Quit before you're ahead: a partial concurrence (guest post from Michael McGill)

This morning's post earned a thoughtful response from my friend Michael McGill, a musician, artist, and teacher.

I think where people go wrong is with rigid thinking: They assume that they have to stick with something even if it's not working or their gut is telling them to stop...or they don't notice that it stopped working for them a half-hour ago. And they might think, "I'm just not cut out for this," and scrap an attempt at something new instead of digging in deeply to a creative pursuit as Michael explains below.

Michael's post:

The Casey article on “quit before you’re ahead” and the discipline of stopping was well-written and thought-provoking. My thoughts:

There are certainly areas of effort in which to quit before you’re ahead. These are  activities that risk “mindless repetition” and boredom (or even injury!), like practicing music or running.

Michael and I with a pickup band at the Eclectic Music Open House Party, January 8, 2011.Areas where you definitely DON’T quit at “normal,” approved times: creative areas like songwriting. In these areas, the rules are exactly the opposite: if you don’t stretch yourself, making an effort to “get into a different headspace,” nothing new will be achieved. At best, you’ll be a mere formulaic song-factory. Tired clumsy fingers are actually good for songwriting, because slick facility is bad; and in the mental realm, you have to keep coming at it from new directions, and that sometimes requires long sustained effort, and sometimes long goofing around, bouncing the fledgling song in the air like a beach ball and batting it around. Once in a while a great song comes rolling out in a brisk and cooperative manner, and in a reasonable amount of time. But don’t be counting on that.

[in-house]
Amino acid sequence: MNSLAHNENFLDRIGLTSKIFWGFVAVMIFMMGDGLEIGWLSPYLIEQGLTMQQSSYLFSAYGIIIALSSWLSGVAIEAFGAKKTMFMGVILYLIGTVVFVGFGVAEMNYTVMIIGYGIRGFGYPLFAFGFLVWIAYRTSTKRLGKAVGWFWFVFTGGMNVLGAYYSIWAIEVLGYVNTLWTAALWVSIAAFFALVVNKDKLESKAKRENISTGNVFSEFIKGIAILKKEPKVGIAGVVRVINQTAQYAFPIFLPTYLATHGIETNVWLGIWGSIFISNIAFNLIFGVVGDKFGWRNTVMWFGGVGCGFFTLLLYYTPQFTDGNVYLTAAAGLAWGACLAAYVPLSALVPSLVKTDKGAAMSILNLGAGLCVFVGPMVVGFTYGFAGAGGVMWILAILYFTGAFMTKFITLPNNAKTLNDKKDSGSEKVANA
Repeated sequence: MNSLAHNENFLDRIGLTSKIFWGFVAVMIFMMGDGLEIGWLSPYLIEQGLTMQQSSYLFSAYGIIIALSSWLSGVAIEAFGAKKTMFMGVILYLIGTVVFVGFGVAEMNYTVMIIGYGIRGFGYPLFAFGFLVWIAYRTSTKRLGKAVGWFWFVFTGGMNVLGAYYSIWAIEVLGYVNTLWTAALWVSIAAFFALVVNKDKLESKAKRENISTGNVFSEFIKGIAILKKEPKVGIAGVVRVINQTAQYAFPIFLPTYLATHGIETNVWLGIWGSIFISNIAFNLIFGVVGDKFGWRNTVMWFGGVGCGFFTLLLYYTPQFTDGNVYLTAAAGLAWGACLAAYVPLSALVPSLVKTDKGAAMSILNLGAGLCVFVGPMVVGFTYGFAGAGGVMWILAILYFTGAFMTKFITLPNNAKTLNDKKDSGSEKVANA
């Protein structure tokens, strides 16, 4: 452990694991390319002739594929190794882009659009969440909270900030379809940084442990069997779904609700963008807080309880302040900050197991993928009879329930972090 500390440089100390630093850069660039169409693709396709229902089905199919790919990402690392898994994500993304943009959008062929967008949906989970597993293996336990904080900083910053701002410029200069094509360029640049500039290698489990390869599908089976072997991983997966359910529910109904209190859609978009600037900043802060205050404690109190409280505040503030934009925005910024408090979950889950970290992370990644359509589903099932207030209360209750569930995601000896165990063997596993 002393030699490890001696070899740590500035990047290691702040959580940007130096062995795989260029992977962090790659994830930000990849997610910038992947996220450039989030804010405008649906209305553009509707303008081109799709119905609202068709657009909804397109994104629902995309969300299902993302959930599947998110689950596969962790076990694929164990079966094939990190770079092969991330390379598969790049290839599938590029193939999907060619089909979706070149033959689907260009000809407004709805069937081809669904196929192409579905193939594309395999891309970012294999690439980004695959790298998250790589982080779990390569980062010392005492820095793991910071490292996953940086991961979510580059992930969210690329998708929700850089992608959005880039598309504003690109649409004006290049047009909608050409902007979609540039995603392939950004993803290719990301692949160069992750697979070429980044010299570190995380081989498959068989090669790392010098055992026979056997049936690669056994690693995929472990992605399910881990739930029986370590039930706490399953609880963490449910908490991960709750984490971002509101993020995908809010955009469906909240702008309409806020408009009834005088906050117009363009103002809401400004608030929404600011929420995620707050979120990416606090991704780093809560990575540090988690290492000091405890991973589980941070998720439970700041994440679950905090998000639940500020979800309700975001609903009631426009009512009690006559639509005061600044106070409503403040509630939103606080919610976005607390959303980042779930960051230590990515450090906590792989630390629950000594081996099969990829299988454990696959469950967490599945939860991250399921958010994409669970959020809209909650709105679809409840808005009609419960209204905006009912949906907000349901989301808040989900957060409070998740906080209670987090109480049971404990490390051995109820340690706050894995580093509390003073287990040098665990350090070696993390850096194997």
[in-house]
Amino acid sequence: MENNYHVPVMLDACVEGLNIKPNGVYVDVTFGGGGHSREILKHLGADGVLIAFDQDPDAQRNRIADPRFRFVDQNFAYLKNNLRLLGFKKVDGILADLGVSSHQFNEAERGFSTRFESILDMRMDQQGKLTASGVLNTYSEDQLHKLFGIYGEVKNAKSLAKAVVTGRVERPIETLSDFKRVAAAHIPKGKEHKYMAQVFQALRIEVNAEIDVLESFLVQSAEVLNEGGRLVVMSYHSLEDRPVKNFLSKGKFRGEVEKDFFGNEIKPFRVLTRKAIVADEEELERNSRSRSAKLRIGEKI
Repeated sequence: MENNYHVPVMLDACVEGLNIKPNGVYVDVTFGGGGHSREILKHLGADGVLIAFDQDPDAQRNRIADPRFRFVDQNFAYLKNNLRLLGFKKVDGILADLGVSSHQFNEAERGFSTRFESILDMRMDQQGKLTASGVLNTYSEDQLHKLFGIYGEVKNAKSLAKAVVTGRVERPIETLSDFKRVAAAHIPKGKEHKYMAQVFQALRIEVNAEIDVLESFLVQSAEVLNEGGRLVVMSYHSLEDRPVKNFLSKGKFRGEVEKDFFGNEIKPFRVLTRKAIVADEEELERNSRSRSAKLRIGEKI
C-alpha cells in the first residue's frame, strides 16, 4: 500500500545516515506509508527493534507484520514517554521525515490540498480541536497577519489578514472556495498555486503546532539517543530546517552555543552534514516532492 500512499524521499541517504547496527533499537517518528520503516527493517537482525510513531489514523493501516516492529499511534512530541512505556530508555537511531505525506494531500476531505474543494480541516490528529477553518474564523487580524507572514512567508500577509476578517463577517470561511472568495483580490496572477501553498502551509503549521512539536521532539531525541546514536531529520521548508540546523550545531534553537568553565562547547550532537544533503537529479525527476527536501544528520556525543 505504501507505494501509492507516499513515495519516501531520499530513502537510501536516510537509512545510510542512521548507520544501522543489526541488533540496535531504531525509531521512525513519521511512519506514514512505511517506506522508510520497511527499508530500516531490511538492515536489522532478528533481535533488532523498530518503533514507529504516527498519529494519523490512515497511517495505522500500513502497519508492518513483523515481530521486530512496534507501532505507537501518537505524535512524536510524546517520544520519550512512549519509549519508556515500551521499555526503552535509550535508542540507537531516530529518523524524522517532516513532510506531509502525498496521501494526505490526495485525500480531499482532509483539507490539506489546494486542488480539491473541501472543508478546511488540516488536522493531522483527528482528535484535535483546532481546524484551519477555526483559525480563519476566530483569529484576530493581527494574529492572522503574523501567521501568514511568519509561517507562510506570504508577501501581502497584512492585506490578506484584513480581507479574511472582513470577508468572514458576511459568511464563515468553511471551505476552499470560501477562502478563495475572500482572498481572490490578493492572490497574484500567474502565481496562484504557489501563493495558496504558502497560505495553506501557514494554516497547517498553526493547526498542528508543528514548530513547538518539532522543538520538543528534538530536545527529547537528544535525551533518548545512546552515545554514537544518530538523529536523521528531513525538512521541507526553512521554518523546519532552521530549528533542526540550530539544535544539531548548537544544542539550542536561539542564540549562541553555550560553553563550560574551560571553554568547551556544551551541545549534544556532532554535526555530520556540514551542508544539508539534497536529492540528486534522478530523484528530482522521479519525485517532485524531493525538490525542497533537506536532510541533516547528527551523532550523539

Areas that involve both sides of the brain, like recording and band practice, fall somewhere in the middle, because exhaustion and mistakes (downside) and breakthroughs (upside) both will occur; but beware of always stopping band practice at the usual hour, because good things happen in the realms of sonic mix and interpersonal dynamics well past quitting time. A band (if it’s a good and interesting one) is a very delicate mechanism: when this guy’s voice gets hoarse, that girl’s playing gets a little smoother to compensate; when this bassist’s fingers get tired, that drummer pushes him a little harder. The results can be magic.


Thanks Michael! Can't wait to play with you again.